The two most important words in U2’s classic 1991 tune “One” won’t tell you exactly what the song is about. Lead singer Bono infused the lyrics with elements from different stories—one of which may have been the band’s own interpersonal drama—and the song features a built-in ambiguity that makes it feel tailor-made for charity concerts, solemn memorial tributes, award shows, and even weddings, though the members of U2 might quibble with that last one.
But the two words in question do point the way toward what U2’s signature ballad—a song they continue to play on every tour, including their recently launched residency at the state-of-the-art Sphere in Las Vegas—is trying to say. On the second and fourth choruses, Bono sings, “We get to carry each other,” not “We’ve got to carry each other,” as some people mishear. Bono isn’t urging—he’s making a statement: Human beings have no choice but to help each other, despite the intractable differences that keep us apart.
“It’s not: ‘Come on everybody, let’s vault over the wall,’” Bono says in the book U2 by U2. “Like it or not, the only way out of here is if I give you a leg up the wall and you pull me after you. There’s something very unromantic about that.”
Yet it’s possible to glean some kind of hope and comfort from “One,” a stripped-down outlier on 1991’s Achtung Baby, the album in which U2 otherwise ditches the earnestness of their ’80s material and embraces sex, irony, and dance grooves, reinventing themselves for the new decade. “One” is, in some ways, an intensely personal song that also tries to sum up the human condition in less than five minutes. It’s ambitious, gorgeous, and more than a little mysterious, even after you learn the story behind its creation.
At the dawn of the ’90s, U2 needed a change. With their 1987 blockbuster The Joshua Tree, they’d completed their metamorphosis from Dublin post-punk strivers to global stadium wreckers. The following year, they released Rattle and Hum, an album inspired by American roots music that arrived with its own documentary. The project drew heavy criticism, as some accused U2 of being pompous and self-important. Jon Pareles of The New York Times called the album “a mess.”
U2’s answer to the vexing question of where to go next was Berlin, a city undergoing its own kind of transition. Lead singer Bono, guitarist The Edge, bassist Adam Clayton, and drummer Larry Mullen Jr. touched down in Germany’s capital on October 3, 1990, the day marking the nation’s official reunification after 41 years of Cold War division. The Berlin Wall had fallen less than a year earlier, and despite the celebratory atmosphere, U2 were coming apart at the seams.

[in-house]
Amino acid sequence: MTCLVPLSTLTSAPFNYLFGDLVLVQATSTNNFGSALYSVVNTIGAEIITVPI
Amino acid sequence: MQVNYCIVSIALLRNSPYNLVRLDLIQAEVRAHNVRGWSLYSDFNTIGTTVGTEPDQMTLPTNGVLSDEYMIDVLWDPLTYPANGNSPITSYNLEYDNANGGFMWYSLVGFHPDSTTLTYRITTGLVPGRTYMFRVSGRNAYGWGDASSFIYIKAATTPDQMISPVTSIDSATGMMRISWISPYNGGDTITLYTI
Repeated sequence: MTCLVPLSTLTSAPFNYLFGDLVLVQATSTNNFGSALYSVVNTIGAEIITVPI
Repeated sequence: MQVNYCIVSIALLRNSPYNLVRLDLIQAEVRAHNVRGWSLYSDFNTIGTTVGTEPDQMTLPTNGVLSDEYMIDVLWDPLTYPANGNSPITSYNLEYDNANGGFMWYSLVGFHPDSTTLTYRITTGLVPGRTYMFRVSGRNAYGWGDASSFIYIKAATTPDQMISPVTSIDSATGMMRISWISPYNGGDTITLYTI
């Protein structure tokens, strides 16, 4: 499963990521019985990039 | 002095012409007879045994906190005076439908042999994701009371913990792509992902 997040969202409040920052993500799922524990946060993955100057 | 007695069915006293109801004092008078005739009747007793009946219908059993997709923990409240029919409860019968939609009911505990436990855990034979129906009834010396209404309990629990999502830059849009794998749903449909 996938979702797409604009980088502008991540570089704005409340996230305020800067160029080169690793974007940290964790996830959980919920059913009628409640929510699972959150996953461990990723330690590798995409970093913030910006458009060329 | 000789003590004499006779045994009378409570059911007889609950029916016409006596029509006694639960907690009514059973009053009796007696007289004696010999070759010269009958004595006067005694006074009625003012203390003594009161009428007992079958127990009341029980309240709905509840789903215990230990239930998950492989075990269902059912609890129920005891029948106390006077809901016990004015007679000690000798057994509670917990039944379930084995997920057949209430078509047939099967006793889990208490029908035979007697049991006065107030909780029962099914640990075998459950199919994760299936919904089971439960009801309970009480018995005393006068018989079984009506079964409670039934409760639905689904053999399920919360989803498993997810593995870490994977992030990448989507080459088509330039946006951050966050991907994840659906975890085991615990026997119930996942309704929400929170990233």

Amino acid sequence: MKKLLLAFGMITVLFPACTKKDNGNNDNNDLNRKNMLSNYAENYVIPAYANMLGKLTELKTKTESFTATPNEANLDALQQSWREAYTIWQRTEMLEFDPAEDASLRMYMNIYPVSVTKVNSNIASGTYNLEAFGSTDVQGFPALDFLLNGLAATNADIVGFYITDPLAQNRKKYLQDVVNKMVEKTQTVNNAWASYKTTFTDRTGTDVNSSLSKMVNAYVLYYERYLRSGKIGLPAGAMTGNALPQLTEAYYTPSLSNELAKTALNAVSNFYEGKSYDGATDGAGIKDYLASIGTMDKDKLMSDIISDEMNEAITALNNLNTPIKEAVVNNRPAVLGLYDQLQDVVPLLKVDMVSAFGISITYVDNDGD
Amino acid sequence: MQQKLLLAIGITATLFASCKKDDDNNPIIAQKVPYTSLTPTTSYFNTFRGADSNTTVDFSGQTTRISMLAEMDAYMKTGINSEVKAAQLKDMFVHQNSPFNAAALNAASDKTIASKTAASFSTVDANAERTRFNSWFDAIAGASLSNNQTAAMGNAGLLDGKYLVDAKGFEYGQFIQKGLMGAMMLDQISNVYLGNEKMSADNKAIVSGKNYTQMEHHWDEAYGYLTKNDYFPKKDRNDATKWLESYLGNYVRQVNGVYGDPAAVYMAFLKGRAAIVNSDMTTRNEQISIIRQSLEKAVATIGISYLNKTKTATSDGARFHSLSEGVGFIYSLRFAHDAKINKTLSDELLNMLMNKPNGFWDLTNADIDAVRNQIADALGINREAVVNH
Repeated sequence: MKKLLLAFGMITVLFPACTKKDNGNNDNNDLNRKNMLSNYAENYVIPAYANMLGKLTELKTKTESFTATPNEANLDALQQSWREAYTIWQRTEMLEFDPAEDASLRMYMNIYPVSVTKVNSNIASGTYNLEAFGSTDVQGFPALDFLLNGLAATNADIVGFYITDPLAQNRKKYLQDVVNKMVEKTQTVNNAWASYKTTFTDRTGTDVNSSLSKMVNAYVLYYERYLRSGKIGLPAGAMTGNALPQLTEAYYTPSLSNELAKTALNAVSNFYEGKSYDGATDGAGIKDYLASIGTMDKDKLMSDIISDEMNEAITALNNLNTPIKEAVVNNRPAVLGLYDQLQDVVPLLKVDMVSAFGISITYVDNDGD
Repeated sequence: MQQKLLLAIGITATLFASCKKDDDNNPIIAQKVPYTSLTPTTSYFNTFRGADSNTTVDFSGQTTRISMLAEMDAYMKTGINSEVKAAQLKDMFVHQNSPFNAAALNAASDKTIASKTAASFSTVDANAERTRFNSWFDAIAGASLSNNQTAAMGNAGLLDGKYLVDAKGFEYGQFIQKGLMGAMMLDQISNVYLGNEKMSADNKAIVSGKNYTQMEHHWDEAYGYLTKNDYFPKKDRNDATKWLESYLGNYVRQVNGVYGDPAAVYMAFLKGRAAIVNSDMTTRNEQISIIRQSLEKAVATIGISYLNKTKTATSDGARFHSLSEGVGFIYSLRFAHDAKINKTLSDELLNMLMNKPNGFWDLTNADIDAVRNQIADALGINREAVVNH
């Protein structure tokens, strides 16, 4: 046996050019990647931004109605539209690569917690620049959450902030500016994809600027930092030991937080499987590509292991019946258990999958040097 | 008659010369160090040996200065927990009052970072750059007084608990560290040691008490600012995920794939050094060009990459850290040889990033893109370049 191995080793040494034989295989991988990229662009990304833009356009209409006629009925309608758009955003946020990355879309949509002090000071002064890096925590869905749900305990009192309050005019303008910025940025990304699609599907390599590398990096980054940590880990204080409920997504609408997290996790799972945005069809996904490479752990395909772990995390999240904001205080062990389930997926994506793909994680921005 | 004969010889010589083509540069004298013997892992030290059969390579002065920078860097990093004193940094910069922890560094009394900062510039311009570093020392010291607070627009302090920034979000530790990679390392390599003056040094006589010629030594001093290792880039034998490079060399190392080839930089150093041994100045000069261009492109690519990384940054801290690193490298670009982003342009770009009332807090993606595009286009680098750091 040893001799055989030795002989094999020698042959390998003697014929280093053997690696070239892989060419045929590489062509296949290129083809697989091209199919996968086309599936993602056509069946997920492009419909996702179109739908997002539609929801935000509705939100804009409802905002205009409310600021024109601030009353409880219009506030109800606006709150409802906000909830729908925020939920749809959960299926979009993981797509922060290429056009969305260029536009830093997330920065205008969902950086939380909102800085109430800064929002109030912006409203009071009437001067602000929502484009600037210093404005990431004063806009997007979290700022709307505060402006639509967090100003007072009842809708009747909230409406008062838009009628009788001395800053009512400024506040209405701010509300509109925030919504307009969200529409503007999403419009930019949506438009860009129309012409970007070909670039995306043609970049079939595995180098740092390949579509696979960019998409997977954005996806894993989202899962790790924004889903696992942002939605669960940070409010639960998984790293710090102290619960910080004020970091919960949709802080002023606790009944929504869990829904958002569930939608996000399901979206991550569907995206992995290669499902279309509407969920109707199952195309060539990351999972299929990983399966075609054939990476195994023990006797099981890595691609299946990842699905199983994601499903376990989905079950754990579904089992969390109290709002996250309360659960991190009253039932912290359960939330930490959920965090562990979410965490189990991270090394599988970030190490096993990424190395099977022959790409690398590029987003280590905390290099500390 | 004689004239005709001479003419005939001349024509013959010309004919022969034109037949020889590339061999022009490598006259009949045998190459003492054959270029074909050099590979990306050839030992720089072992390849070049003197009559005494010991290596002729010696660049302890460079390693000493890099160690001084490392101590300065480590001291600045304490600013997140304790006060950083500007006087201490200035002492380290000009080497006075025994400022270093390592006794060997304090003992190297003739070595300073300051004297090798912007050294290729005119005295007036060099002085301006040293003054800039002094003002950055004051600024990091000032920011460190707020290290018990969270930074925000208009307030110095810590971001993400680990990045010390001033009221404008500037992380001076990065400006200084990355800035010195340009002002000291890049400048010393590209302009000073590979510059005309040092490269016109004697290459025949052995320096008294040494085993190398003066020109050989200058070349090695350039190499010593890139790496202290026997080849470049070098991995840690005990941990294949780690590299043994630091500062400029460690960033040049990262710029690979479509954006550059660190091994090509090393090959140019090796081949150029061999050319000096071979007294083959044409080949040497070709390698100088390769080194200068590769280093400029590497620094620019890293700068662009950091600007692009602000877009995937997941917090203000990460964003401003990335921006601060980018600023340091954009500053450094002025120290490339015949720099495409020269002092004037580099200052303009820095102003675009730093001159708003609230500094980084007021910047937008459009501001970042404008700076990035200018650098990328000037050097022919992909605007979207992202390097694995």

“We were building our own wall right down the middle of Hansa studios,” Bono told the BBC, referring to the legendary recording facility where David Bowie made his “Berlin Trilogy” albums Low, Heroes, and Lodger. Even with the help of producers Daniel Lanois and Brian Eno, U2 found it difficult to capture the same magic of their storied workspace. Bono and The Edge wanted to experiment with drum machines and club beats, and this made the band’s rhythm section, Clayton and Mullen, feel like odd men out. “We had a breakdown in trust at Hansa, and it started to become wearing,” Bono writes in his 2022 memoir Surrender: 40 Songs, One Story. “Achtung Baby had a difficult birth. We almost lost her.”
“One, But Not the Same”
While trying to come up with a middle-eight section for “Sick Puppy,” a song that would eventually become the Achtung Baby single “Mysterious Ways,” The Edge hit upon a couple of chord patterns that fit together to make an entirely new song. Everyone knew this piece of music had the makings of something special. Now the song needed a concept and some lyrics.
At some point before U2 went to Berlin, the group received an invitation from the Dalai Lama to play something called The Festival of Oneness. Bono declined and signed his letter, “respectfully yours, Bono,” with a postscript that read, “One, but not the same.”
In his memoir, Bono explains that he’s “suspicious of the idea of oneness.” “I don’t buy into the homogeneity of the human experience,” he writes. “I don’t think we’re all one. We can be one, but I don’t think we have to see things the same way for that to be so. An anarchic thought: We’re one, but we’re not the same.”
From that notion came the song’s chorus and underlying theme. To flesh out the verses, Bono imagined a gay son coming out to his religious father and a woman facing her husband after taking a lover outside of their sexless marriage. But he gives you none of these specifics in the song itself. “You’re overhearing conversations, and you draw your own conclusion,” Bono writes in Surrender.
Before Bono described these characters in his memoir, fans theorized the song is about the dissolution of The Edge’s marriage to his high school sweetheart, the reunification of Germany, and U2’s own near-breakup. To some extent, all of these interpretations are also correct.